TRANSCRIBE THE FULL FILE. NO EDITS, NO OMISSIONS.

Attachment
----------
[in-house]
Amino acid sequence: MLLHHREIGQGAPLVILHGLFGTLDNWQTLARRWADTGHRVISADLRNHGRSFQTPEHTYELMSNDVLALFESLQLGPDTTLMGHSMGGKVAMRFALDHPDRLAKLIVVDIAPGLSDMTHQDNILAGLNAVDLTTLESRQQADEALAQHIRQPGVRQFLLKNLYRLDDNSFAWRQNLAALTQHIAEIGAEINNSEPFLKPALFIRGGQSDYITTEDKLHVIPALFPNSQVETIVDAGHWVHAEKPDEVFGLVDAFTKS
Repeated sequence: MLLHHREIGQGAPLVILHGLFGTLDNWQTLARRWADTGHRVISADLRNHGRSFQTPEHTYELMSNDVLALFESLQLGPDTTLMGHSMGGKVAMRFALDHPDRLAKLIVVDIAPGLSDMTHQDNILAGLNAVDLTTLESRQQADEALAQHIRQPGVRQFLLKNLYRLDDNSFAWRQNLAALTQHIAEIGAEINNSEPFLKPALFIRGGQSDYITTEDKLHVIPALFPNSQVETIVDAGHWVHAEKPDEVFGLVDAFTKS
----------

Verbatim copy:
[in-house]
Amino acid sequence: MLLHHREIGQGAPLVILHGLFGTLDNWQTLARRWADTGHRVISADLRNHGRSFQTPEHTYELMSNDVLALFESLQLGPDTTLMGHSMGGKVAMRFALDHPDRLAKLIVVDIAPGLSDMTHQDNILAGLNAVDLTTLESRQQADEALAQHIRQPGVRQFLLKNLYRLDDNSFAWRQNLAALTQHIAEIGAEINNSEPFLKPALFIRGGQSDYITTEDKLHVIPALFPNSQVETIVDAGHWVHAEKPDEVFGLVDAFTKS
Repeated sequence: MLLHHREIGQGAPLVILHGLFGTLDNWQTLARRWADTGHRVISADLRNHGRSFQTPEHTYELMSNDVLALFESLQLGPDTTLMGHSMGGKVAMRFALDHPDRLAKLIVVDIAPGLSDMTHQDNILAGLNAVDLTTLESRQQADEALAQHIRQPGVRQFLLKNLYRLDDNSFAWRQNLAALTQHIAEIGAEINNSEPFLKPALFIRGGQSDYITTEDKLHVIPALFPNSQVETIVDAGHWVHAEKPDEVFGLVDAFTKS